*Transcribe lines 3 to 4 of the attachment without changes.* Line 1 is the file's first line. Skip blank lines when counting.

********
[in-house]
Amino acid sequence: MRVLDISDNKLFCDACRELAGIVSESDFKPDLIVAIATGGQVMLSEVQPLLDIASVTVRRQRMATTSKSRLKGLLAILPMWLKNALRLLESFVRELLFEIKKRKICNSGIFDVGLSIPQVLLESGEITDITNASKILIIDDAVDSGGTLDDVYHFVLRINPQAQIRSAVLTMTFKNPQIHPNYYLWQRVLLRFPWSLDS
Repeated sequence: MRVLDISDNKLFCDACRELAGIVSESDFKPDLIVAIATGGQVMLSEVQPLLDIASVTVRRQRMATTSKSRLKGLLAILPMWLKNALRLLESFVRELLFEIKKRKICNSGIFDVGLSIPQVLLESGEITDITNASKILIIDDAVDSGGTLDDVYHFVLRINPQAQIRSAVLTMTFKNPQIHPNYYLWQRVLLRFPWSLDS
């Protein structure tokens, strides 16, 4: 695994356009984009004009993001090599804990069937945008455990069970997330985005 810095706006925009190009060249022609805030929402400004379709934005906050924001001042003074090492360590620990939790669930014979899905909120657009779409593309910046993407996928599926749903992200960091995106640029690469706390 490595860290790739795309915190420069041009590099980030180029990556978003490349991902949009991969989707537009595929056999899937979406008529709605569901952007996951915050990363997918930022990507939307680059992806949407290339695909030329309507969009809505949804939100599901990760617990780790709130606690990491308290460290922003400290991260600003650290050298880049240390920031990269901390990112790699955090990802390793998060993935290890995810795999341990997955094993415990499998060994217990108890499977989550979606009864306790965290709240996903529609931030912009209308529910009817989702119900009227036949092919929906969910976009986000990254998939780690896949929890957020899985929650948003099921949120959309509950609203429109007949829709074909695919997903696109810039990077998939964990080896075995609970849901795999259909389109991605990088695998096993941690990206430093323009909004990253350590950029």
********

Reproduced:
Repeated sequence: MRVLDISDNKLFCDACRELAGIVSESDFKPDLIVAIATGGQVMLSEVQPLLDIASVTVRRQRMATTSKSRLKGLLAILPMWLKNALRLLESFVRELLFEIKKRKICNSGIFDVGLSIPQVLLESGEITDITNASKILIIDDAVDSGGTLDDVYHFVLRINPQAQIRSAVLTMTFKNPQIHPNYYLWQRVLLRFPWSLDS
């Protein structure tokens, strides 16, 4: 695994356009984009004009993001090599804990069937945008455990069970997330985005 810095706006925009190009060249022609805030929402400004379709934005906050924001001042003074090492360590620990939790669930014979899905909120657009779409593309910046993407996928599926749903992200960091995106640029690469706390 490595860290790739795309915190420069041009590099980030180029990556978003490349991902949009991969989707537009595929056999899937979406008529709605569901952007996951915050990363997918930022990507939307680059992806949407290339695909030329309507969009809505949804939100599901990760617990780790709130606690990491308290460290922003400290991260600003650290050298880049240390920031990269901390990112790699955090990802390793998060993935290890995810795999341990997955094993415990499998060994217990108890499977989550979606009864306790965290709240996903529609931030912009209308529910009817989702119900009227036949092919929906969910976009986000990254998939780690896949929890957020899985929650948003099921949120959309509950609203429109007949829709074909695919997903696109810039990077998939964990080896075995609970849901795999259909389109991605990088695998096993941690990206430093323009909004990253350590950029």